Broncs bid for state comes up short


The Jackson Broncs finished their 2021 football season in the same manner 2020 ended: watching their “Broncs” rivals from Cody celebrating a state championship. It was a tough pill to swallow for Jackson seniors, who hoped to go out on a winning note at War Memorial Stadium in Laramie last Friday. But the 41-24 loss was made tolerable knowing you gave your all. And these Broncs did.

Some gave all, all gave some

What does ‘no quit’ look like?

Brody Hasenack, battling an early season bull riding injury and reined in by his coach all year, still managed a thousand-yard rushing season. Defenses knew #2 was getting the ball and still couldn’t stop him.

In the state title game, Hasenack was laid out on the trainer’s table as his teammates headed for the locker room at the half. With a left ankle heavily taped and noticeably limping, Hasenack missed only a series or two in the 2nd half, and still racked up 143 yards and 3 touchdowns on 25 carries.

With time running out on the Broncs’ season, coach David Joyce called Hasenack’s number on three straight running plays to get his halfback one final score he could remember.

What does heart look like?

Gunslingers sling. That’s what they do. The Jackson Broncs rode Sadler Smith’s golden arm all the way to Laramie and they weren’t about to rein in their star quarterback because of an interception or two or four. With a target on his back, Smith accounted for an eye-popping 450 yards of offense Friday—rushing for 101 yards and passing for another 349.

Sadler was 28-50 throwing the ball but it was his 4 interceptions—3 returned for Cody touchdowns—that were the painful difference in the title game. Still, you have to be prepared to take the good with the bad with a throwing game. Quarterbacks have short memories (you have to) and they keep doing what they do. Without Sadler’s passing prowess, the Broncs wouldn’t have even made the post season.

And there were a host of other heroes on the field Friday. The receiving corp, the linemen, the defense. And how about Braden Hills? The sophomore kicker walked on to the storied UW field, home of the Pokes and notoriously swirling winds, and nailed a 31-yard field goal for the game’s first points and a 3-0 Jackson lead.

Right in it

Jackson did what they had to in the championship game to put themselves in a situation to win. Trailing 14-10 at the half, Broncs did a good job bottling up the 3A’s best rushing attack in Cody. The dangerous Chaz Cowie, steady Jackson Schroeder, and college-bound talent Luke Talich found precious little running room all game long.

But Cody made halftime adjustments, especially on defense. They saw something in Jackson’s quick out-outs to Nate Keipert. The secondary played up tighter to the Jackson receivers and jumped those quick-out routes.

First, it was outside linebacker Remy Broussard with an 89-yard pick-6 as Jackson was driving for a go-ahead score in the 3rd quarter. That made it 21-10 Cody.

Jackson again put together another impressive scoring drive but this time it was cornerback Matt Nelson who swiped a Smith pass and returned it 59 yards for another score. Nelson later intercepted another Smith pass at his own goal line and returned that 100 yards for a TD and a 41-10 Cody lead.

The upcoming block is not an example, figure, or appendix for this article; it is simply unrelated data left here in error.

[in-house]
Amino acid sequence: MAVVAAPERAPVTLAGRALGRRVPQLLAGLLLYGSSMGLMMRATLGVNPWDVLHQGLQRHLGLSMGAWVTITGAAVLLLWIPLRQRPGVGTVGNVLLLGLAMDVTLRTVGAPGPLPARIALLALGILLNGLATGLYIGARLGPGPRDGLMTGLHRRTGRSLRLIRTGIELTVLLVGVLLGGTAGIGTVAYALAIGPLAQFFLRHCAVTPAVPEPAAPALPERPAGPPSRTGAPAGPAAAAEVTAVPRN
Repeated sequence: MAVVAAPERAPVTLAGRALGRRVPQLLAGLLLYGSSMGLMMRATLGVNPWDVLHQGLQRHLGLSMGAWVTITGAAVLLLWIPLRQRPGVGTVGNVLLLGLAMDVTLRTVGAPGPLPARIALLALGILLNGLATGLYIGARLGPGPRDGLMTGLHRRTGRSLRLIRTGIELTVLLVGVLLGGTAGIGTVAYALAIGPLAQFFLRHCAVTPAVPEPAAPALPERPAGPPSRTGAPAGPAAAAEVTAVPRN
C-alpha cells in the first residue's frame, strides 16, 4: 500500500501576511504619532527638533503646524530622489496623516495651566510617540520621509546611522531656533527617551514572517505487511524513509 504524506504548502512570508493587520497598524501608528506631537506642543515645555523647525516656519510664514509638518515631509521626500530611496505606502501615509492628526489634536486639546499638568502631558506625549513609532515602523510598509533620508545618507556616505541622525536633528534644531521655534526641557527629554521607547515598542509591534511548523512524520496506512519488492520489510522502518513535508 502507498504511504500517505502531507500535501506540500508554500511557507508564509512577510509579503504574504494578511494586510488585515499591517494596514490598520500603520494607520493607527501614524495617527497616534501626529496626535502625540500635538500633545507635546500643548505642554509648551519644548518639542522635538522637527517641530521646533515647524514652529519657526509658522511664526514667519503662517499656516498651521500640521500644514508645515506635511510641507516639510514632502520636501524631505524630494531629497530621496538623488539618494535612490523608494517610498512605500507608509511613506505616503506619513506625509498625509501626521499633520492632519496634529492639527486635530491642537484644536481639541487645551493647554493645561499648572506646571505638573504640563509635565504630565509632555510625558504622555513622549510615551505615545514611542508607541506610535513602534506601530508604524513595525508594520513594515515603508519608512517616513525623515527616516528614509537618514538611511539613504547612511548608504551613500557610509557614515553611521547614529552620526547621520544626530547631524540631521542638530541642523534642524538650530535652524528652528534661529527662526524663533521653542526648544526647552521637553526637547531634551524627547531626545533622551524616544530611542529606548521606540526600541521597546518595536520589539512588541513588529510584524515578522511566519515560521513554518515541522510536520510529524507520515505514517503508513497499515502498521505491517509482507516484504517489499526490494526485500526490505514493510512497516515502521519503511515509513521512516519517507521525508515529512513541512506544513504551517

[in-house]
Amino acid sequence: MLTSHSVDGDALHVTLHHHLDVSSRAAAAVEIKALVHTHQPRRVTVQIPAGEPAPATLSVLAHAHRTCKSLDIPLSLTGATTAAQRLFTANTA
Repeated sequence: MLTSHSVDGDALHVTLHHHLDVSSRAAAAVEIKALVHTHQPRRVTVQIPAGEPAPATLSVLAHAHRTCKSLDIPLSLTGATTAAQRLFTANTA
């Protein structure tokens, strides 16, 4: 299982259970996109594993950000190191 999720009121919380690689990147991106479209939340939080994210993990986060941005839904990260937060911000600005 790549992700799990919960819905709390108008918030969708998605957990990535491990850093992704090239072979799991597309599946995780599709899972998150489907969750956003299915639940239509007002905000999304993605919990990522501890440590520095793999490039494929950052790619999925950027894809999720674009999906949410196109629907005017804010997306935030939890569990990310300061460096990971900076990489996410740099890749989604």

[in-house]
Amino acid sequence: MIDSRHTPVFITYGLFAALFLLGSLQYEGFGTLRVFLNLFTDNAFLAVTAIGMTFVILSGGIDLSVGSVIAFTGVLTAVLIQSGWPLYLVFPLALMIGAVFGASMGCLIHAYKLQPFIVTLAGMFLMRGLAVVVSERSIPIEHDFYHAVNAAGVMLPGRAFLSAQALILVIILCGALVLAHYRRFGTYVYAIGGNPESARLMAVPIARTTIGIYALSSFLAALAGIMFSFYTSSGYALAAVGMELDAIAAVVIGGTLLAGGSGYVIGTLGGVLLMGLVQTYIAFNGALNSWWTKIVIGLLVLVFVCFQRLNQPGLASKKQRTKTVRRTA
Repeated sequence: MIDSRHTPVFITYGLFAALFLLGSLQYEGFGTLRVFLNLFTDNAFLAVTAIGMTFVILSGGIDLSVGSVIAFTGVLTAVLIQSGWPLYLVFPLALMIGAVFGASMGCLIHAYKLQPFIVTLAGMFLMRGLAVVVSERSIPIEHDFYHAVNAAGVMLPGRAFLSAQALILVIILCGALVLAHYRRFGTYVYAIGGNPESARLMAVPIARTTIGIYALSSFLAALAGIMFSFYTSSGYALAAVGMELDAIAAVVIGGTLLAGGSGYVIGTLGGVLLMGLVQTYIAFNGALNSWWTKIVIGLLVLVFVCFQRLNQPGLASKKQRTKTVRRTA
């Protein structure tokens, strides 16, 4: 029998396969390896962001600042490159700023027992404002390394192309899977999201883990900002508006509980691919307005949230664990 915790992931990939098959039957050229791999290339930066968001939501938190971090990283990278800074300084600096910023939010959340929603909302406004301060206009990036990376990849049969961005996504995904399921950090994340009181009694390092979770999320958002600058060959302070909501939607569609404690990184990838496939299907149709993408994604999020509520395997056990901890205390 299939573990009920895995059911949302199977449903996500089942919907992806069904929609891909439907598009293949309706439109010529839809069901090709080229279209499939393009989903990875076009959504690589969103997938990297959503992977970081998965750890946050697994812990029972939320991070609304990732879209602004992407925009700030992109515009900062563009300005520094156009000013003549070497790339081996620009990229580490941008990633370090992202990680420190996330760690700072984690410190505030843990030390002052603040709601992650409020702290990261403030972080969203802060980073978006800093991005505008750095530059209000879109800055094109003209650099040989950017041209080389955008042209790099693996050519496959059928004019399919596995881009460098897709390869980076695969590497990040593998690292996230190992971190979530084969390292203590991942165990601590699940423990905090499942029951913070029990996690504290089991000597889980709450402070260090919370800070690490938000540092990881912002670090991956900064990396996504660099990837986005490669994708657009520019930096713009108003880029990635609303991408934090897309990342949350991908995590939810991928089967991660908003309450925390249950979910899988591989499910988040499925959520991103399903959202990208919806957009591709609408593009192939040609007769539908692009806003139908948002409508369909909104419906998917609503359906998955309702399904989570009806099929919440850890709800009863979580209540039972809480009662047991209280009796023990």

Jackson dominated in nearly every offensive category: 34 1st downs to Cody’s 15, 98 offensive plays from scrimmage for 581 yards, compared to Cody 48 plays for 281 yards. It was the 4 interceptions for 248 yards in total that doomed Jackson.

Moving forward

For Cody, it was a continuation of dominance. An affirmation of a successful program that is the class of the conference right now. Cody finishes the year 11-0 and returns several standout players next year, and not only did their varsity team go undefeated this season but their freshman and JV teams were never beaten in 2021.

For Jackson, 2021 was their year. The Broncs finished with a 9-3 record.

Several 3-year starters like Sadler Smith, Brody Hasenack, Colter Dawson, Nate Keipert, and Sam Scott are all seniors. Clancy Meagher, Alexei DiDanoto, and Braeden Weyrich are also graduating. Jackson will also lose most of their interior linemen in Henry Berezay, Will Pew, Matt Carney, and Ryan Ransom.

It will be tough for Jackson to reload next year but Joyce excels at getting the most out of his programs.

Loud and proud

It’s a tough loss for these Jackson Broncs.

The kids will get over it—perhaps quicker and easier than their parents and coaches. Mostly because they get it better than anyone. They alone know the sacrifice and dedication it took to get as far as they did.

This championship game and those three hours on the field playing the best in the 3A. The three-month season to get there beginning with two-a-days in August. And the three years many of them have been playing together at the varsity level.

By now they understand that it’s never been about football, really. It’s about growing young men into functioning adults.

Athletics teach fundamental life skills so many in our society seem to be lacking today judging from social media alone. Sports are part of the educational experience precisely because they so often and so effectively teach essential life lessons like ‘winning with humility and losing with grace.’

The stats, the score. Those things are already beginning to fade into the past. What this game and this sport means to these student athletes is far, far deeper than a 41-24 loss.

The hugs, the handshakes, looking an opponent in the eye and offering congratulations. Those shared special moments are precious. On a field of battle Friday, there was a winner and there was a loser. And that’s okay. Competition is okay.

And the Jackson Broncs football team is okay.

photo: nichols

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